As I’ve mentioned in previous draft writeups, and I’ll go over again in more detail later, if you get 5 or 6 guys out of your draft to the majors, you’ve had a pretty average draft. Anything more than that and you’re ahead of the game. Its tough to know which guys are going to make it. We all know that the Phillies don’t always take the best guy available when they maybe should. We all wish they’d just go nuts with the big time prep guys. But the Phillies don’t operate like that, and most other teams don’t either. But that doesn’t mean this was a poor draft, or that the Phillies wasted their picks. You can call me an apologist or whatever else, but if you’ve been around here long enough, you know that I’m the first guy to be critical of the front office when I think they’re making mistakes. At first glance, without a ton of in depth research, I really like what the Phillies did in their first 30 picks.

Update –> Also, a big thank you to everyone who came to the site in the last 2 days. If it was your first time here, I hope you come back. If you’re a regular, I appreciate your continued support. The last 2 days were two of the busiest days in the history of the site, with 21,000+ hits yesterday, and a staggering 34,000+ hits today, easily the busiest day in the history of the site. Its much appreciated.

39 thoughts on “Some quick day 2 thoughts

  1. I do wish the signing day was a lot closer to the draft. It is very frustrating having a list of names with no good feel for which ones are real and which are not.

  2. Good stuff James, I’m with you 100%. Can’t wait to see what signability guys they go for tomorrow. I think Gauntlett could surprise some people and I’m a big fan of the Rupp pick.

  3. They have tried to fill that need for pitching without which your team may be colorful, but can’t sustain winning for long.

    My opinion was that, along with catcher, this franchise needed to overcome their farm’s overall mediocrity on the hill.

    The grabbing of that lefty prep with excellent possibilities was a large shot at helping that cause, the addition of that righty college guy at #2…plus Frazier, and the #3 catcher from Texas college ranks…make for an impressive several first rounds.

    Considering where we stood in the lineup of teams choosing, I really LOVE rthis draft!

    Of course, signing…and their actual playing will tell us THEN.

    But for now, it looks like the scouts and mngmt have done their homework well in the DIRECTION of their drafting.

  4. The “buy low” strategy that the Phillies employ is a great observation, and I agree that it’s a good way to go about the draft. Sometimes it works (Howard) and sometimes it doesn’t (Savery), but I’d venture to guess you do better adding that type of player than by popping all helium guys.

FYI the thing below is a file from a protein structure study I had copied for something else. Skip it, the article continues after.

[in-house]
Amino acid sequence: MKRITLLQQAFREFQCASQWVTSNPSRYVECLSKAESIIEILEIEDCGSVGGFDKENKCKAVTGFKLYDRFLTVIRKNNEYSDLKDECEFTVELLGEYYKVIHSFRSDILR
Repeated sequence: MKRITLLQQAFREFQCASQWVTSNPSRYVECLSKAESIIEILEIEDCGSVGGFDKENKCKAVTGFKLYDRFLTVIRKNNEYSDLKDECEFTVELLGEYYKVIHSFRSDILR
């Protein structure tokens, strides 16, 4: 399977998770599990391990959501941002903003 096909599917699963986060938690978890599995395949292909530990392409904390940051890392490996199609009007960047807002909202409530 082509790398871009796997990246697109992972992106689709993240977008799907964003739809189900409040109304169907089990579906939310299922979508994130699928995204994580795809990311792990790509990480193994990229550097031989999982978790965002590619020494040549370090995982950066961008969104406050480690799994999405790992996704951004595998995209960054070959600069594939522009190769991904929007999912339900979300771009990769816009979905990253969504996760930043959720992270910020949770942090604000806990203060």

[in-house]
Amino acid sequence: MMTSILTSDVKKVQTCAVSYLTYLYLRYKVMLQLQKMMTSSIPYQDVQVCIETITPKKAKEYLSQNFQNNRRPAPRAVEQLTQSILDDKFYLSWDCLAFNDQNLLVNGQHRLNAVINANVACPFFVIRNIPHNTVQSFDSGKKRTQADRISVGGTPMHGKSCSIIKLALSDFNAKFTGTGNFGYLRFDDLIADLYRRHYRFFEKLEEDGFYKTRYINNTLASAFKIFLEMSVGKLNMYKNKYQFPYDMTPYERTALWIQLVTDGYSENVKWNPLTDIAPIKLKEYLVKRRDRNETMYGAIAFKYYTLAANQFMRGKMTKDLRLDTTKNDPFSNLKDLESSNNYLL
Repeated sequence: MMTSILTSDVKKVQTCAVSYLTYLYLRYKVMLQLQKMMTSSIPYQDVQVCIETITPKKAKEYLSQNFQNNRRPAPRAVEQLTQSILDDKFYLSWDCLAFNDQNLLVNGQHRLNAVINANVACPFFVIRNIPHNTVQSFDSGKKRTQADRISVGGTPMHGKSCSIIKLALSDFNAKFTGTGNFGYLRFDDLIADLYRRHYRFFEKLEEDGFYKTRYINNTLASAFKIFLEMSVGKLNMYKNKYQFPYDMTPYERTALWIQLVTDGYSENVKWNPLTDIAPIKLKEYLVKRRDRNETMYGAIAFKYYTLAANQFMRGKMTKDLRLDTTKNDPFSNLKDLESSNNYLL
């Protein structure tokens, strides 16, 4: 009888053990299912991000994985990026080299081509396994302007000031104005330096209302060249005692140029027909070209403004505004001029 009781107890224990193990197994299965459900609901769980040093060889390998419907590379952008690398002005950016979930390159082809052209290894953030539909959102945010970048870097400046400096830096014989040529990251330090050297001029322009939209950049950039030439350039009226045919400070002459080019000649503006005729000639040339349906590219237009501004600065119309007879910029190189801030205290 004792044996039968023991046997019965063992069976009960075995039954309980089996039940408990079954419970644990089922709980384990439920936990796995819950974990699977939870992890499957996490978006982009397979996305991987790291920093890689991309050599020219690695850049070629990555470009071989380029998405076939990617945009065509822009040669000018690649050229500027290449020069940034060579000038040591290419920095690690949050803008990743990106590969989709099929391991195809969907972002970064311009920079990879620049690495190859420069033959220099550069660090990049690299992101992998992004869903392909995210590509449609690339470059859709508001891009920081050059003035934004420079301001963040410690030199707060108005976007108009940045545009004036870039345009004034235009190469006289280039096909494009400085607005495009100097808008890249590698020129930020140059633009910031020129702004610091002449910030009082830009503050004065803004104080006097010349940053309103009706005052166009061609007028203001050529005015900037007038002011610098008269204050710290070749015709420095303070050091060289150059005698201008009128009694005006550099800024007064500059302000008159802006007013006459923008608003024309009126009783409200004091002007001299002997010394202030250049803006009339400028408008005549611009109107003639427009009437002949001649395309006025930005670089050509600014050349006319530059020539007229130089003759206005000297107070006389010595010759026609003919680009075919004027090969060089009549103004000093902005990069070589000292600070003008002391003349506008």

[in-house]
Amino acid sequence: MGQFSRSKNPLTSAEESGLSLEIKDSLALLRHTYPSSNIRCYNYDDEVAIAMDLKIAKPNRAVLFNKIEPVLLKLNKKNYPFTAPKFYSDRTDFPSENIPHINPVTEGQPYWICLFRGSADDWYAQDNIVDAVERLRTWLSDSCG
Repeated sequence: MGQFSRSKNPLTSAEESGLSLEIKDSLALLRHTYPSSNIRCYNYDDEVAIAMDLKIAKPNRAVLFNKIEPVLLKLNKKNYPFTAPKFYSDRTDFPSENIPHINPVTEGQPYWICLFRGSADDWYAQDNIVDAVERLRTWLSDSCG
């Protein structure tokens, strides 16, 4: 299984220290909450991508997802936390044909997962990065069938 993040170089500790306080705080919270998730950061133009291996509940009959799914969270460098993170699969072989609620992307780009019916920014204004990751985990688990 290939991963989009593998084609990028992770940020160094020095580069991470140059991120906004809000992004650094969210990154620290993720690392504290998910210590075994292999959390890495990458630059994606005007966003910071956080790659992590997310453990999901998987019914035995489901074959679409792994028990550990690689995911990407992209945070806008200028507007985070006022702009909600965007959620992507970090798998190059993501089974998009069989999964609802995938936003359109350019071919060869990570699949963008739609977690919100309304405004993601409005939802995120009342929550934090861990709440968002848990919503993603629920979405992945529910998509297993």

5. I agree with much of your thoughts, but one thing to keep in mind is while few teams may spend like the Red Sox, the Phillies are still in the opposite end of the spectrum in regards to investing in amateur talent. Your comparison about them spending like the Yankees is not the same thing. With the big league club they have a huge budget and it would be ludicrous for anyone to complain about their spending, but in regards to amateur talent they still spend like a small market club. I’m sure someone would point out how they always haven’t had a first round pick, but when they go without a first they don’t bother to re-invest it in the rest of the draft. A team like the Tigers didn’t have a first, but they went and took a signability kid in Castellanos in the supplement round to make up for it. That’s something the Phillies would never do.

    Given that it is not the Phillies nature to spend a lot, I think they’ve done a fine job with this year’s draft, but as a fan I can’t help but feel disappointment on an annual basis knowing that they aren’t willing to truly go for the best available talent due to their unwillingness to spend money on the draft.

    I want to see them field a competitive team as long as possible. Investing in the draft would make it more likely for them to sustain this success. If they can find talent like Cosart, Singleton, and Brown without a huge budget imagine what they could find if they were in the top 10 of draft spending every year.

  6. I sincerely appreciate the comments of the site operator and the Phillies did some things today I liked but I’m not that enamored with today. Sure they ended up with the same amount of HS guys but only 3 in the first 13 rounds versus 6 in the top 9 rounds last year. We’ll see how many they sign. I would have liked a better HS catching prospect than a coverted pitcher from Hawaii too. Seems like alot of our college guys are still in the NCAAs too. Just get Frazier signed and don’t drag it out until August 15th, I’d rather get started on smoothing him out sooner rather than later.

  7. Actually, the Phillies did the same thing as the Tigers last year, taking Brody Colvin in the 7th round and paying him a signing bonus that was in line with the end of the 1st round. Cosart got a signing bonus of 550K as a 38th rounder in 2008, which is equivalent to a 2nd/3rd rounder.

    They are above average in terms of relative spending, ie, spending outside of the first round.

  8. Guys other than Morgado that fit the “buy low/injury gamble category:”

    -Buchanan from GA State, clocked at 96 in 09 but has been out with a finger injury

    -Smith, the 3B from Alabama who was 1st team All SEC his junior year but tore up his ankle and stayed his senior year

    -Nesseth, former Nebraska closer who had hit 95 in the past but got forced into the rotation in a terrible year for the team 09 and hurt in 10

    -Musser, HS righty from IA who had some hype earlier in the year but went on the shelf late with a non-throwing shoulder injury

    -Chad Thompson (maybe most intriguing pick to me in whole day) – Arizona commit and top 100 guy going into his senior year. Saw his velo go down to the mid 80s to start senior year, got the TJ, passed on a 15th round flyer from NYY, pitched 09 in Juco. 6’8 who has touched 94, with maybe more in his arm

  9. We will know if its a bad draft in 2015. Until then I think I’ll assume we have professionals running things given the types of players we have drafted this decade. If anyone on this board who disagrees with this draft and has seen more than 3 of the Phillies draft choices in person they should write in and tell is why they stink.
    Ah, didn’t think so.